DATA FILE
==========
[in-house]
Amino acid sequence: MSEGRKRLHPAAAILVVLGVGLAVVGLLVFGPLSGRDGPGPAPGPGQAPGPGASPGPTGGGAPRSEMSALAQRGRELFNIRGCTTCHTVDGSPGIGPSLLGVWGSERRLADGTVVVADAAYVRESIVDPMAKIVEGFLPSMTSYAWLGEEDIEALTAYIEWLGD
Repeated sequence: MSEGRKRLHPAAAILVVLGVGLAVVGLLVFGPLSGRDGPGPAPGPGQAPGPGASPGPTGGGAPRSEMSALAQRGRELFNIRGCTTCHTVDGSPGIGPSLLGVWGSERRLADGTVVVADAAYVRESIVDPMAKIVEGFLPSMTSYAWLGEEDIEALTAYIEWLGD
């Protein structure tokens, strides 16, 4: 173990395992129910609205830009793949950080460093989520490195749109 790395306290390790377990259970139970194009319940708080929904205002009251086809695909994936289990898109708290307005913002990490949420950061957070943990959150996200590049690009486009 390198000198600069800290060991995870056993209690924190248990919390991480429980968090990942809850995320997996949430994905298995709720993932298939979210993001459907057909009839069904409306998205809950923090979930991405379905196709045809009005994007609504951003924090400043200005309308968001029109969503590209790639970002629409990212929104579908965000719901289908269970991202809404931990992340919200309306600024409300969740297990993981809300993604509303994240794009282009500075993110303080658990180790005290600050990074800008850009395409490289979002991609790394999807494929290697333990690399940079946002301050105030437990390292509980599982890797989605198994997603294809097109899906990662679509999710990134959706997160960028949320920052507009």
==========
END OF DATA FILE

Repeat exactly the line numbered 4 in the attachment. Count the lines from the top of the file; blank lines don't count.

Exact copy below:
């Protein structure tokens, strides 16, 4: 173990395992129910609205830009793949950080460093989520490195749109 790395306290390790377990259970139970194009319940708080929904205002009251086809695909994936289990898109708290307005913002990490949420950061957070943990959150996200590049690009486009 390198000198600069800290060991995870056993209690924190248990919390991480429980968090990942809850995320997996949430994905298995709720993932298939979210993001459907057909009839069904409306998205809950923090979930991405379905196709045809009005994007609504951003924090400043200005309308968001029109969503590209790639970002629409990212929104579908965000719901289908269970991202809404931990992340919200309306600024409300969740297990993981809300993604509303994240794009282009500075993110303080658990180790005290600050990074800008850009395409490289979002991609790394999807494929290697333990690399940079946002301050105030437990390292509980599982890797989605198994997603294809097109899906990662679509999710990134959706997160960028949320920052507009």